This link, may help to understand the proof for randomized quick select, http://pine.cs.yale.edu/pinewiki/QuickSelect,

Idea behind getting Kth order statistic is, select a pivot, and partition the data as suggested by quick sort and find out which partition the element being searched for lies in. **Partitioning has the complexity of O(n)**. After partitioning, you need to pick, just one of resulting partition for further processing unlike quick sort, where you have to process both.

In the below description, I am not trying to prove, but wanted to give intuitive thoughts to understand the expected complexity,

For simplicity, let us assume, on every iteration, pivot splits the array in equal halves, then the complexity is clearly O(n), as

```
n + (n/2) + (n/4) ... <= c.n, O(n)
```

For intuitive understanding, getting a worst case partitioning, where you would have to process (n-1) elements in every iteration happens with the probability of just (1/n). So, the worst case complexity is anyway, O(n^2).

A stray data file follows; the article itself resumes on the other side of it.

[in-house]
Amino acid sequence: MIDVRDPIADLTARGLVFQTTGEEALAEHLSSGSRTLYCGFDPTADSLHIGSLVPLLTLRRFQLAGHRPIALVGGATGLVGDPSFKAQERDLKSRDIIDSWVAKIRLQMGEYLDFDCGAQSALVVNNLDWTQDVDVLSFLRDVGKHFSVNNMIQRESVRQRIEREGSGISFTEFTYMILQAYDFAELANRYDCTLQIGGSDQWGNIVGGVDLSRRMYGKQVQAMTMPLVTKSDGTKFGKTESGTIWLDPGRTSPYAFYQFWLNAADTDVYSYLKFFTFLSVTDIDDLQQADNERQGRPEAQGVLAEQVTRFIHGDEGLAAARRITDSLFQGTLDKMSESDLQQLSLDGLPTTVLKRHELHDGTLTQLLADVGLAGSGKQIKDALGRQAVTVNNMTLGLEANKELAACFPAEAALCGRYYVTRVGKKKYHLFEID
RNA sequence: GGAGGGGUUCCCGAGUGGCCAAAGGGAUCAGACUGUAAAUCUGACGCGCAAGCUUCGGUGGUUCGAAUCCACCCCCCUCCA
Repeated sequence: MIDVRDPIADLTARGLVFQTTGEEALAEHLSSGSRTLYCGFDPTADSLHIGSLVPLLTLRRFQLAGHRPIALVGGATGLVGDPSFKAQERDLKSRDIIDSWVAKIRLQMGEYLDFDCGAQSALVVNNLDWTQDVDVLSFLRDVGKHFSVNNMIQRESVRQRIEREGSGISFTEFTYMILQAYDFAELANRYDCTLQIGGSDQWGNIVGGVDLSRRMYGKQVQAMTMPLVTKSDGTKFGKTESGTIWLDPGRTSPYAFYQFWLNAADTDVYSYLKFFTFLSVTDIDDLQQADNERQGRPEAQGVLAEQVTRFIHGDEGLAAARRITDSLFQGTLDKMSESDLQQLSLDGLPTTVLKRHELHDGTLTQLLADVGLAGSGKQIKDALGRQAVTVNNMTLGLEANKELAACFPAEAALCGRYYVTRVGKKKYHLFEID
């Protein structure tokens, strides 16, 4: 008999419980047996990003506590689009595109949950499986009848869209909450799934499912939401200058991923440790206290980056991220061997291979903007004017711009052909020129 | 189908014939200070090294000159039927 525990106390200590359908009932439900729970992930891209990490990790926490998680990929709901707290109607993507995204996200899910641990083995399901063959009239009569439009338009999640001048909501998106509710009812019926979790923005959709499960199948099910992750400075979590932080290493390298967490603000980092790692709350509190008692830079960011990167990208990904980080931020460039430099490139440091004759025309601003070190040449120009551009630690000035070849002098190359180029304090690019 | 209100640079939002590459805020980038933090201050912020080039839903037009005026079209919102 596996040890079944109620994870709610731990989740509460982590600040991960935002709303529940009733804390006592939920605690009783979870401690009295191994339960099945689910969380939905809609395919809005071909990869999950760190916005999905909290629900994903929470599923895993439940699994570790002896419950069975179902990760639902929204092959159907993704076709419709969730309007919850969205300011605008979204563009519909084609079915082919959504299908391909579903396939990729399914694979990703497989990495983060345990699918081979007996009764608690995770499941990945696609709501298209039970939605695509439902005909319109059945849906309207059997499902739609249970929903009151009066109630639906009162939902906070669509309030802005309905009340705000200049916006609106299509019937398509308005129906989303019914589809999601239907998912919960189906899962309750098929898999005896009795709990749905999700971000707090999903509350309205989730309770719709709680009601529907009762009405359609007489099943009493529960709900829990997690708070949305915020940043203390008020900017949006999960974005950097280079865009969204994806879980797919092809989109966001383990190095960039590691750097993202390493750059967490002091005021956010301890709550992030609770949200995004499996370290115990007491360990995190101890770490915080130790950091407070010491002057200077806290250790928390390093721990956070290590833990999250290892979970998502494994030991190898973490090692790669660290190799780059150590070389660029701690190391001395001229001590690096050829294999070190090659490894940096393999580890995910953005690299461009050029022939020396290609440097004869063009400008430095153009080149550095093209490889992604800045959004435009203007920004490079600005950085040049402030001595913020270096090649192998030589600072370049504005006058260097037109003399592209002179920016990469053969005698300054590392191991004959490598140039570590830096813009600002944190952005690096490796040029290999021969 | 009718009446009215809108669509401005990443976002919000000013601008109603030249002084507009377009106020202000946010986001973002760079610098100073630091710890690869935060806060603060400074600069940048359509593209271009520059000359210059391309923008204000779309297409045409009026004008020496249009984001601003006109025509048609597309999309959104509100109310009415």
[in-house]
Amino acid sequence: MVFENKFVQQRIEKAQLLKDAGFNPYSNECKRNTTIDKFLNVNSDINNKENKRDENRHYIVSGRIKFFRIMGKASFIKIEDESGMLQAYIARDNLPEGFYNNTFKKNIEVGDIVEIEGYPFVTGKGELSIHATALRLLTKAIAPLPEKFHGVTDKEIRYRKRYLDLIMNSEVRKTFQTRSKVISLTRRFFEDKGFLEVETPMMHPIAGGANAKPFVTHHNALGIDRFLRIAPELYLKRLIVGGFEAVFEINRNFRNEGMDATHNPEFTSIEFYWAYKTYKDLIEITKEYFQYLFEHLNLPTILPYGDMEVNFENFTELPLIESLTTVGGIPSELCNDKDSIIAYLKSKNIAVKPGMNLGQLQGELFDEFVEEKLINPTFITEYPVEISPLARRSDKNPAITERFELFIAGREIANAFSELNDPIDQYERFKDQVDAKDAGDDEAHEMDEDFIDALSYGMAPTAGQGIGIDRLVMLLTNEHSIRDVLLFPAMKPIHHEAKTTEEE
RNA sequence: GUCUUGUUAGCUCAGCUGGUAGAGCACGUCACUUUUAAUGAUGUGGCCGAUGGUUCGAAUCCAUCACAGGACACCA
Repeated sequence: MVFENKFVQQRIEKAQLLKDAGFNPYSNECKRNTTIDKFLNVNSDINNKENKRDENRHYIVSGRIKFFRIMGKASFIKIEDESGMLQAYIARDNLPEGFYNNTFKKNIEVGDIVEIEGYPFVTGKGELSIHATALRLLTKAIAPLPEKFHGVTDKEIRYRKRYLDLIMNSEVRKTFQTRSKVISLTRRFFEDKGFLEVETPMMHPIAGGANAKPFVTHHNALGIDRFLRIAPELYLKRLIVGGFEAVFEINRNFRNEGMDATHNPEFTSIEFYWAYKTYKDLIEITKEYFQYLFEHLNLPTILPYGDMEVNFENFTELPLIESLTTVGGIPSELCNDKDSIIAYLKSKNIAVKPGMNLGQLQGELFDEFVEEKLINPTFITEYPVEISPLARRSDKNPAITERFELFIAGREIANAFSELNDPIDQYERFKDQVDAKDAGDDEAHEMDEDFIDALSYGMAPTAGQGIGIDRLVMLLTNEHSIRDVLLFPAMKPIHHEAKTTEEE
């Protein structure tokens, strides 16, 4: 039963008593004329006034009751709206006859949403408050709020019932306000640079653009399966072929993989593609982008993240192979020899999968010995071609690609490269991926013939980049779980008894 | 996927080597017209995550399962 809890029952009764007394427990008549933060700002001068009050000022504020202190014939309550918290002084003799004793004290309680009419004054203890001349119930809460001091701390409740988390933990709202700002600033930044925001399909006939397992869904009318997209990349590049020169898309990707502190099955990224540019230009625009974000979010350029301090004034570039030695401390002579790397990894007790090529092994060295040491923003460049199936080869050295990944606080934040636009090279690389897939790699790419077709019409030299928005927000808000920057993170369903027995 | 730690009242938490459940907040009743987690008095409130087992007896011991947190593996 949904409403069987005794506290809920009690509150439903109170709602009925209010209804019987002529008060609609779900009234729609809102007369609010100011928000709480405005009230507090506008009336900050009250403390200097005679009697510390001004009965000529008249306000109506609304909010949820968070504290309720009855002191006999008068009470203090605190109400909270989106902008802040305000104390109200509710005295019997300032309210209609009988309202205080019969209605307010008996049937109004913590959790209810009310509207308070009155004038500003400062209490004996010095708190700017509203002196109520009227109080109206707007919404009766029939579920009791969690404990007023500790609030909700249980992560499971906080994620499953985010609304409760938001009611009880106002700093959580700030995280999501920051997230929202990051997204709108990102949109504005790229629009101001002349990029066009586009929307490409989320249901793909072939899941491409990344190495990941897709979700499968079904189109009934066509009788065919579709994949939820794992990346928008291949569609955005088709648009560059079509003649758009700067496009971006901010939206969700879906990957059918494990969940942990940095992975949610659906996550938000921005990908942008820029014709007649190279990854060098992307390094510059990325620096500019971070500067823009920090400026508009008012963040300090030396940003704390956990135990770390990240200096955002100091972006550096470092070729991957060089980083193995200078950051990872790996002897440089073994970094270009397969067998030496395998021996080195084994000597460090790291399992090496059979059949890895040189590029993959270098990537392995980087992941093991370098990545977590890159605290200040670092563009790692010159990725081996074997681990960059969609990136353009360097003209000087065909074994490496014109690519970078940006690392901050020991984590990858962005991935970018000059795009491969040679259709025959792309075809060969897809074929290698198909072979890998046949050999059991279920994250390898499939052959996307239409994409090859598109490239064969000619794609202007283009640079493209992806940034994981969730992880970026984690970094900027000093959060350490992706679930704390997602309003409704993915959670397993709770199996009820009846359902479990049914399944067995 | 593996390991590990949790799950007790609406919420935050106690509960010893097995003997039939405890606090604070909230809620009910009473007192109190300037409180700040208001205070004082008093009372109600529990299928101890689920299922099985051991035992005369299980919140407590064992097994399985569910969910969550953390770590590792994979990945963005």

Anyways, if you want a rigorous proof for expected complexity, you can go through the link, provided.

quickselectis the name of the algorithm. Here's another question about it and wikipedia's coverage which says that it's O(n) average but O(n^2) worst-case. (I'm assuming the book actually has quickselect, since that's the selection algorithm based on quicksort. I don't have the book to check.) – Wumpus Q. Wumbley Jul 29 '13 at 2:48